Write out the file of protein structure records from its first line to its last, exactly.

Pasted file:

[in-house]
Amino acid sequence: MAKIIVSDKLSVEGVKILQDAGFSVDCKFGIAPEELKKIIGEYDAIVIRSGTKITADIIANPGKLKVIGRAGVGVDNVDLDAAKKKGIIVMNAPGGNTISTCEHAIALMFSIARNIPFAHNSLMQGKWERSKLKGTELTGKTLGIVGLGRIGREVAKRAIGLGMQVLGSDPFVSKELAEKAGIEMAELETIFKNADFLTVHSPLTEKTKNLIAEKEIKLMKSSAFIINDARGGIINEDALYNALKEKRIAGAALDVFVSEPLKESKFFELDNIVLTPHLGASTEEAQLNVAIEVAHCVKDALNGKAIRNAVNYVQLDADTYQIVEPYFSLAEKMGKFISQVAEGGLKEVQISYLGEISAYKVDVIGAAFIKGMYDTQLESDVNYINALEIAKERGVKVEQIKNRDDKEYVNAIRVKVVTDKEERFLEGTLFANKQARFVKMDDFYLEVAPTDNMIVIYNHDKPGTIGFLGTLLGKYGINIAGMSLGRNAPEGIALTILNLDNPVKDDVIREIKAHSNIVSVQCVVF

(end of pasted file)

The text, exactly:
[in-house]
Amino acid sequence: MAKIIVSDKLSVEGVKILQDAGFSVDCKFGIAPEELKKIIGEYDAIVIRSGTKITADIIANPGKLKVIGRAGVGVDNVDLDAAKKKGIIVMNAPGGNTISTCEHAIALMFSIARNIPFAHNSLMQGKWERSKLKGTELTGKTLGIVGLGRIGREVAKRAIGLGMQVLGSDPFVSKELAEKAGIEMAELETIFKNADFLTVHSPLTEKTKNLIAEKEIKLMKSSAFIINDARGGIINEDALYNALKEKRIAGAALDVFVSEPLKESKFFELDNIVLTPHLGASTEEAQLNVAIEVAHCVKDALNGKAIRNAVNYVQLDADTYQIVEPYFSLAEKMGKFISQVAEGGLKEVQISYLGEISAYKVDVIGAAFIKGMYDTQLESDVNYINALEIAKERGVKVEQIKNRDDKEYVNAIRVKVVTDKEERFLEGTLFANKQARFVKMDDFYLEVAPTDNMIVIYNHDKPGTIGFLGTLLGKYGINIAGMSLGRNAPEGIALTILNLDNPVKDDVIREIKAHSNIVSVQCVVF